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  • 3. UK watchdog bans ‘zero emissions’ from EV ads

    Carmakers in the United Kingdom can no longer use the words “zero emissions” in ads to describe their electric vehicles. The U.K.’s advertising watchdog, the Advertising Standards Authority (ASA), says the claim is misleading for consumers because it ignores emissions from manufacturing and charging. If carmakers want to use the term, they must find a way to explain this nuance. The precedent-setting move is part of a bigger crackdown on greenwashing – the ASA has also banned misleading ads from oil groups and airlines, the Financial Timesreported. But it comes at a time when carmakers are striving to increase their EV sales to avoid hefty fines: As of this year, fully-electric cars must make up at least 22% of new cars sales in the U.K. If a company misses that target, it will be fined £15,000 for every non-compliant vehicle. So the question is how much the words “zero emissions” really matter for sales. BMW, for example, uses the term in Google ads. But a quick look at Google Trends shows “EVs” (in red) is a far more popular search term than “zero emissions” (in blue), at least in the U.K.:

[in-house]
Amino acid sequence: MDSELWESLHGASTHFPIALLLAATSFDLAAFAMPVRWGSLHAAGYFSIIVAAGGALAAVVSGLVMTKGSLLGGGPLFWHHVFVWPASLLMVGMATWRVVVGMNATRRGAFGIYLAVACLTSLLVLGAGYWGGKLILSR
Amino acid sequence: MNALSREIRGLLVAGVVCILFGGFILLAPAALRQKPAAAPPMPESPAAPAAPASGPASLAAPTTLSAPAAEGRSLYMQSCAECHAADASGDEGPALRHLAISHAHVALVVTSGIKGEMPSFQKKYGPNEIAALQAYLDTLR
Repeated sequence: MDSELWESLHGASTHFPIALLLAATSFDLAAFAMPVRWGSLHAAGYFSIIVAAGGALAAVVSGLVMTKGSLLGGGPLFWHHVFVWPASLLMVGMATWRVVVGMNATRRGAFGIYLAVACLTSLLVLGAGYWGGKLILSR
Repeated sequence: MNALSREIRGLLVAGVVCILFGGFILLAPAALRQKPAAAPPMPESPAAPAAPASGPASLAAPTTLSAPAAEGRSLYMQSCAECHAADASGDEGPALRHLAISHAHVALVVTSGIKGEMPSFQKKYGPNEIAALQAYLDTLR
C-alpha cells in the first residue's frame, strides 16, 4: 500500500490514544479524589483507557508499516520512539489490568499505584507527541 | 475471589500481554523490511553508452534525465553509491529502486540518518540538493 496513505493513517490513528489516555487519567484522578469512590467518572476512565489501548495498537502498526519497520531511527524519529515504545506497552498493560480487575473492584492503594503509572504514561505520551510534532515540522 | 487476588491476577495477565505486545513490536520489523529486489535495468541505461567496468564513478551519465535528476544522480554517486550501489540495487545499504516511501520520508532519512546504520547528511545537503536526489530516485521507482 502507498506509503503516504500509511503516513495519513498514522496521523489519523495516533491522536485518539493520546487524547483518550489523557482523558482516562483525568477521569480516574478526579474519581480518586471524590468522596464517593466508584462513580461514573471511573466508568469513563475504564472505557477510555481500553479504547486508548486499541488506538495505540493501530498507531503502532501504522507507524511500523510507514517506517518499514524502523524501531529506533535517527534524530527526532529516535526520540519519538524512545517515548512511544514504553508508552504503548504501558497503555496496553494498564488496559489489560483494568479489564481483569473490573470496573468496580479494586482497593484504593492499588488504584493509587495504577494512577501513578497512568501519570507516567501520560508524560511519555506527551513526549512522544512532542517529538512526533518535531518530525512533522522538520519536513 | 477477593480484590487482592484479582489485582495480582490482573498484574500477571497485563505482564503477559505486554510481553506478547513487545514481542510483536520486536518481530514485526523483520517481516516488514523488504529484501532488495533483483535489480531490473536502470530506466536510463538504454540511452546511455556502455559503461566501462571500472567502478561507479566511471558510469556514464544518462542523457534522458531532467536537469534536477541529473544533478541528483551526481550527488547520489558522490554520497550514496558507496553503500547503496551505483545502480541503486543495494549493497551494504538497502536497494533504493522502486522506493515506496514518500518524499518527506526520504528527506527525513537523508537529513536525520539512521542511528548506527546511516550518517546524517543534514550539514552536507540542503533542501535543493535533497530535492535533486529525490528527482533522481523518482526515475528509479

Google searches for “EVs” (red) compared to “zero emissions” (blue) in the U.K. over one yearGoogle Trends

    As EV options flood the market, a much more reliable way to boost sales than touting emissions reductions is by introducing cutting edge smart features, like lidar sensors, according to Bloomberg. Chinese manufacturers “are deploying lidars in order to provide features that can help differentiate their offerings from competitors.”

    4. EU power-sector emissions drop as renewables take over

    The European Union’s power sector is undergoing a “monumental shift” away from fossil fuels before our eyes, according to a new report from energy think-tank Ember. In 2023, wind power generation in the bloc surpassed that of gas plants for the first time. Compared to 2022, fossil fuel power generation fell by almost 20% overall, with electricity from coal plants plummeting by 26% and gas down 15%. Greenhouse gas emissions from the power sector fell by 19% as a result, more than the huge reduction seen during the pandemic. Ember added that the EU’s power-sector emissions are now almost half their 2007 peak levels. “Fossil fuels are playing a smaller role than ever as a system with wind and solar as its backbone comes into view,” said Sarah Brown, Ember’s Europe program director.